Before their first brawlers in the arcades, Konami released this for the NES, a system on which they did some of their most well remembered work. It's an interesting experiment in a multi-genre game, but as time passes on, it's ended up mostly reviled by the internet. You control Billy West, a hillbilly who lives in the swamp, who happens to share an uncanny resemblance to Paul Hogan's character in Crocodile Dundee. Billy has a girlfriend by the name of Annabelle, and like any girlfriend of a beat-em-up player character worth her salt, she is promptly kidnapped by a mobster named Godfather Gordon. Billy then sets off on a rampage across the state of Louisiana to get back Annabelle. This is probably one of the first video games to be set in the state of Louisiana, although it's... pretty far from being accurate.
The most interesting thing about Bayou Billy is that the entire game takes place across three entirely separate genres, with each level offering one of three different styles of gameplay. Some levels put you in a side-scrolling brawler of the Double Dragon variety, some levels are shooting levels that bring to mind Operation Wolf, and some are driving stages that put Billy in his jeep. A majority of the game, however, is set in the brawler sections, with only a couple of levels each reserved for the two other modes. It's not a bad idea at all, but what really brings the entire thing down is that the game, even by the standards set by most NES games, is far too hard.
In the beat-em-up sections, you generally wander forward, punching, kicking, or sometimes jump kicking anybody who gets in your way. Unfortunately, that's more or less your entire move set, without so much as a throw to use. Lack of moves aside, actually fighting whatever enemies you come across Is generally going to lead to frustration. Enemies generally attack too quickly for you to be able to get the first hit in, and even if you do, they recover so quickly that they'll usually instantly counterattack if you don't move out of the way. What this usually leads to is carefully fighting one enemy at a time by stepping in, kicking him, and moving away, repeating this for the six or so hits it takes to kill a single enemy. When you're dealing with two or three enemies at once, however, you're basically screwed, because if you hit one enemy, the other two will hit you right back with nothing you can do about it.
So, the beat-em-up sections aren't much fun, but maybe the shooting sections will be better. In these stages, the screen scrolls from left to right, with enemies popping on screen for you to fire at. You can either use a gamepad-controlled crosshair or the Nintendo Zapper to take out enemies, depending on which of the two game modes you chose. These stages wouldn't be too bad, either, since you're given a reasonable amount of time to take each enemy out before they inflict damage on you. The problem is that you've got a limited supply of ammo, and when it runs out, you die. Also, there are no ammo pickups.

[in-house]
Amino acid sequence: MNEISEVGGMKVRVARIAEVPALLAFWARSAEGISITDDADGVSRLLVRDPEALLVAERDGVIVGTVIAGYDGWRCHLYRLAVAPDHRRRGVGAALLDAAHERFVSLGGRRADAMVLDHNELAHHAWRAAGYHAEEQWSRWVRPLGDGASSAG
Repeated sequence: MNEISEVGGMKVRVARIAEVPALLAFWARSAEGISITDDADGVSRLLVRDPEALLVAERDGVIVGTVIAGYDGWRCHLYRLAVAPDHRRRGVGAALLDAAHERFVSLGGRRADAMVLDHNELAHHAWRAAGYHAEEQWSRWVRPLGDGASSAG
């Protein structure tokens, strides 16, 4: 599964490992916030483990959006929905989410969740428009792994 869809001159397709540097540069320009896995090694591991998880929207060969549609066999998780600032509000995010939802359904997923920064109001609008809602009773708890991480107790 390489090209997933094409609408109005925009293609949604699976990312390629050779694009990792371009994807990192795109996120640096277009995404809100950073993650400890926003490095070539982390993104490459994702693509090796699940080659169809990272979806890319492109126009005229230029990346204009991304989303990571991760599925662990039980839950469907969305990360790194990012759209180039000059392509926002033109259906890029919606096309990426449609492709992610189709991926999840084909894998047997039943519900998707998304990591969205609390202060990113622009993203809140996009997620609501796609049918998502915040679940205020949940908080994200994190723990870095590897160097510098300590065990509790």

In the driving sections, you're put in a view behind Billy's jeep, somewhat like NES driving games like Rad Racer. You drive down the road, using your jeep's machine gun to take out other cars, while throwing out grenades to destroy bomb-dropping planes. Much like the rest of the game, these sections wouldn't be that bad if it weren't for some issue that makes them basically impossible to play through. In this case, a single touch from another car, or even one of the posts on the side of the road, will make your jeep go up like a Pinto, taking one of your precious lives. Given that you only get three lives to a credit, you might see how this could be an issue.
So what you generally get from Bayou Billy is a game that's actually three games, only each game has some crippling flaw that makes them not very fun to play at all. Even getting through the first stage is a tall order, and beating the entire game on a limited number of credits isn't likely unless you're some kind of NES savant. On the bright side, the presentation is done fairly well. The backgrounds are well detailed, and there's some pretty good music in there, as you'd expect from an NES Konami game. There's even some classically muffled digitized speech in there, as well.
If you absolutely must play this game, it's worth seeking out the Japanese version, titled Mad City. Enemies take much less hits to die in the beat-em-up sections, while you're given much more ammo in the shooter sections. Even the driving sections have been vastly improved, since your car can take multiple hits. They're also a lot slower and generally easier to manage, much like the rest of the game itself. Once you beat the final boss, you're given the choice of multiple endings after beating the final boss, including one where Billy breaks up with Annabelle right after rescuing her, if you want to be a jerk. It's still not really a fantastic game, even with the improvements, but it's at least conceivably beatable.
Among other appearances, Archie Comics would bring out a miniseries based on the game, which would rather morbidly add a dead wife to Billy's backstory. The game was also featured in the generally forgettable '80s cartoon Captain N, where, in the most accuracy to its source material the show had at any point, Bayou Billy was the only game the main character couldn't finish.